Honest But Mistaken Belief in Consent

From Criminal Law Notebook

Contents

General Principles

See also: Consent in Sexual Offences

The defence of honest but mistaken belief of consent creates a third alternative to the choice between whether the alleged victim consented to the sexual contact.

A believe in consent is a matter of the state of mind of the accused.[1] The defence of honest but mistaken belief "rests on the accused's subjective perception of that factual situation" of non-consent.[2]

At common law, the defence is a form of "mistake of fact", which if true, would have rendered the conduct lawful.[3]

The defence is available where there is evidence of a "denial of consent, lack of consent or incapacity to consent" which is interpreted as consent, as well as "evidence of ambiguity or equivocality" showing the possibility of mistaken belief without being wilfully blind or reckless.[4] Nor can it be "tainted by an awareness of any of the factors enumerated in ss. 273.1(2) and 273.2".[5]

The defence is a denial of the mens rea of an offence of sexual assault.[6]

Thus, the defence requires:[7]

  1. evidence that the accused believed the complainant was consenting (ie. the belief must be held "honestly", considering the objective factors under s. 273.2(a))[8]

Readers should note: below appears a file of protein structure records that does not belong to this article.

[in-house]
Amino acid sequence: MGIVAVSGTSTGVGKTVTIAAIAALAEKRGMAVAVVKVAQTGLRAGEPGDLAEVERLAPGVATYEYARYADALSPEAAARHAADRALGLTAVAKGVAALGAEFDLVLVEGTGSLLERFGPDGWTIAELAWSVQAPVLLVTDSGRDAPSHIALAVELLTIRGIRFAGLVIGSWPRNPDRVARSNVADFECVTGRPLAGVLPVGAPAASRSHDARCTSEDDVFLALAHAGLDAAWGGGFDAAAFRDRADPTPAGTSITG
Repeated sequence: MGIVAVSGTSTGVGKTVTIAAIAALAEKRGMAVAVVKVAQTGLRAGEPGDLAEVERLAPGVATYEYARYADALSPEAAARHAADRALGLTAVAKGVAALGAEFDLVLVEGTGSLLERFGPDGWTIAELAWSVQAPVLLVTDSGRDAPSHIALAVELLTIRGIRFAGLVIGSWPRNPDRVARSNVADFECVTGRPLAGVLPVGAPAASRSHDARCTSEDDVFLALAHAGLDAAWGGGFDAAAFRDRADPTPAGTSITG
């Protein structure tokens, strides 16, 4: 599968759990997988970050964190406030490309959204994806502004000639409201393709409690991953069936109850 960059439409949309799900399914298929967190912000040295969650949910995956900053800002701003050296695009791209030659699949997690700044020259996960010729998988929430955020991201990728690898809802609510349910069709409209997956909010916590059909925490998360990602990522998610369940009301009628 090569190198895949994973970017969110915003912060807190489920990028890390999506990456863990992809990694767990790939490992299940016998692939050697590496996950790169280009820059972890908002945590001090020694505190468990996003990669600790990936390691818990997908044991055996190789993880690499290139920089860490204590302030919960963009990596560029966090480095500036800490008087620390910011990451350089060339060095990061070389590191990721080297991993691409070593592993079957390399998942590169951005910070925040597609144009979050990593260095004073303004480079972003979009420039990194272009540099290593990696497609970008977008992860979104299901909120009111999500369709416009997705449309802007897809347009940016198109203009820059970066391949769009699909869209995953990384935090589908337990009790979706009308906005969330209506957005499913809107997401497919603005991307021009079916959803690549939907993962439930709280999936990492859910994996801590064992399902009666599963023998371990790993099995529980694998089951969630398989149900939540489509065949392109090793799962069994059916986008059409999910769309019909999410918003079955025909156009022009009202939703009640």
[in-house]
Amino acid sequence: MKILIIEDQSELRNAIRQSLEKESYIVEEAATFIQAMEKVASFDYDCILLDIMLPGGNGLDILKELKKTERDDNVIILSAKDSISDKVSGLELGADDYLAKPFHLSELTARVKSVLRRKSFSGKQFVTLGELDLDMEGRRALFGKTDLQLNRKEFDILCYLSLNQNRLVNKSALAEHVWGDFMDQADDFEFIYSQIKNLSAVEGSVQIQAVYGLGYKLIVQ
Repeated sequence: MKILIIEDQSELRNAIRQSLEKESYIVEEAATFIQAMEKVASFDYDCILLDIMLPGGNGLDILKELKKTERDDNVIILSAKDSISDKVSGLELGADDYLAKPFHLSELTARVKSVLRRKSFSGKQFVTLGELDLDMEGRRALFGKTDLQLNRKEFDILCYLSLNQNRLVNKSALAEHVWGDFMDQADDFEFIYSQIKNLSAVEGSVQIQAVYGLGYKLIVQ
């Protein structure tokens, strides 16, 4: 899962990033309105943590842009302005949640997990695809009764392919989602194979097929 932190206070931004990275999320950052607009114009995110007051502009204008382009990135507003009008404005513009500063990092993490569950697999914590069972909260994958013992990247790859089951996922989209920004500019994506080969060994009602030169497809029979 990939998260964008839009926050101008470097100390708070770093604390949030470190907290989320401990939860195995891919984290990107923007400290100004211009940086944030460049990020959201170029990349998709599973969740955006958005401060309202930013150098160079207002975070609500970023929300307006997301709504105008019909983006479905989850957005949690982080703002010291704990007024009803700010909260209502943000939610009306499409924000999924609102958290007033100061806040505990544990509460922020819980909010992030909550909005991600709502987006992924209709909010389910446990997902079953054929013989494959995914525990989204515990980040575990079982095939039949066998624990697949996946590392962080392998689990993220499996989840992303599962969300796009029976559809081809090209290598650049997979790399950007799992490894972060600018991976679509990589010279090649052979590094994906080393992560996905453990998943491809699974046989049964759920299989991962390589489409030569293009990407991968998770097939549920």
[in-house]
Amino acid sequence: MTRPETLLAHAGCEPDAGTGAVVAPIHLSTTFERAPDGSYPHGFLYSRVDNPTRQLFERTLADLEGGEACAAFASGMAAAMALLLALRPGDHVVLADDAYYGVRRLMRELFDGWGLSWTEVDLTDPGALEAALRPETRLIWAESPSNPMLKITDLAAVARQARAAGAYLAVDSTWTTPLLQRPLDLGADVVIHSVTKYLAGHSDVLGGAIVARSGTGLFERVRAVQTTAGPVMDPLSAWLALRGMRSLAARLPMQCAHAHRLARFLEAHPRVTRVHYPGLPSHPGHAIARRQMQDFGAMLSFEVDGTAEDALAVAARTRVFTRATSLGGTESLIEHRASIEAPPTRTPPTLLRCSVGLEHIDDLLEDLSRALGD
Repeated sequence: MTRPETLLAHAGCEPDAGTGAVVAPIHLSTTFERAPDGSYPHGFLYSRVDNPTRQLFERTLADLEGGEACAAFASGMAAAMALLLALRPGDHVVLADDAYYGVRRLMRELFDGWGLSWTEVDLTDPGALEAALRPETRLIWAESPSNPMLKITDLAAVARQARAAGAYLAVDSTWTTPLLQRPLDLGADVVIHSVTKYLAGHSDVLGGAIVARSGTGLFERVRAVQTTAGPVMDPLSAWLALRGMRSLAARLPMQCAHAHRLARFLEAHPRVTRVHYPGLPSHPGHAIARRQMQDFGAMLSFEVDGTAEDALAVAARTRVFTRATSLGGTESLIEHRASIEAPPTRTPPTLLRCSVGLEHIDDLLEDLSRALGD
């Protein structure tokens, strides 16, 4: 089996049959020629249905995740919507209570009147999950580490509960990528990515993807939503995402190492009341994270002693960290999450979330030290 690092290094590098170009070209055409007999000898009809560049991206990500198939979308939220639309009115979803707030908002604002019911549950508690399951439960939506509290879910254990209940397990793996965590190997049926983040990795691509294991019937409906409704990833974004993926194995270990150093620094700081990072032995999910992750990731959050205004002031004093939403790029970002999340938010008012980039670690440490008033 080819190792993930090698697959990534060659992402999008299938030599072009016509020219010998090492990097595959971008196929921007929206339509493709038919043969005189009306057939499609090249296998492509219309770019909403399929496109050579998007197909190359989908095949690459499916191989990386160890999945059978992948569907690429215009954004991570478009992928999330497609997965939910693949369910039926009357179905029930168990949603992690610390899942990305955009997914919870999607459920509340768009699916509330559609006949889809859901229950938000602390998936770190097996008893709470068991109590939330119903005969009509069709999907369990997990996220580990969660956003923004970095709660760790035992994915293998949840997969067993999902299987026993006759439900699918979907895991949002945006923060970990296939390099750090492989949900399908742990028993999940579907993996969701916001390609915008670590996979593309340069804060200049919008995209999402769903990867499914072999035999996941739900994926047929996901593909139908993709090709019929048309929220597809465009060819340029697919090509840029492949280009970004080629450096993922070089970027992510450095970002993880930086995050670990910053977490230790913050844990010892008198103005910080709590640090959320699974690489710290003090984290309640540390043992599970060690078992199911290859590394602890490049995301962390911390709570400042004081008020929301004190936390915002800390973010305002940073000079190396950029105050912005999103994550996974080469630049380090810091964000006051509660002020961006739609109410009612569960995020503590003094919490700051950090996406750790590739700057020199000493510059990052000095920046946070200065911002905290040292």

2. evidence that the complainant in fact refused consent, did not consent, or was incapable of consenting; and
  3. evidence of a state of ambiguity which explains how lack of consent could have been honestly understood by the defendant as consent, assuming he was not wilfully blind or reckless to whether the complainant was consenting, that is, assuming that he paid appropriate attention to the need for consent and to whether she was consenting or not.

It is not sufficient to simply have a subjective belief of consent.[9]

Positive Evidence of Consent is Necessary

An accused cannot simply assert a belief in consent to raise the defence. It must be supported by the "some degree of other evidence or circumstances".[10]

Silence is Not Consent

It is not acceptable to rely on a "belief that silence, passivity or ambiguous conduct constitutes consent".[11] Such finding is a reversible error of law.[12]

  1. R v Dippel, 2011 ABCA 129 (CanLII), per curiam, at para 13
    R v Nguyen, 2017 SKCA 30 (CanLII), per Caldwell JA, at para 8
  2. R v Pappajohn, 1980 CanLII 13 (SCC), [1980] 2 SCR 120, per Dickson J (in dissent), at p. 157
    Nguyen, supra, at para 8
  3. R v Pappajohn, [1980] 2 SCR 120, 1980 CanLII 13 (SCC), per McIntyre J, at pp. 134, 139
    R v JA, [2011] 2 SCR 440, 2011 SCC 28 (CanLII), per McLachlin CJ, at para 48
  4. R v Esau, 1997 CanLII 312 (SCC), [1997] 2 SCR 777, per Major J, at paras 79, 88{{{3}}}
    R v Davis, 1999 CanLII 638 (SCC), per Lamer CJ, at para 86
    R v Ewanchuk, 1999 CanLII 711 (SCC), [1999] 1 SCR 330, per Major J, at para 65
  5. Ewanchuk, supra, at para 65
  6. Davis, supra, at para 80
  7. Davis, ibid., at paras 81, 86{{{3}}}
    Esau, supra, per McLachlin J, at para 63 - in dissent, but affirmed by majority in Davis, at para 86, ("There must be evidence not only of non-consent and belief in consent, but in addition evidence capable of explaining how the accused could honestly have mistaken the complainant's lack of consent as consent. Otherwise, the defence cannot reasonably arise. There must, in short, be evidence of a situation of ambiguity in which the accused could honestly have misapprehended that the complainant was consenting to the sexual activity in question. ")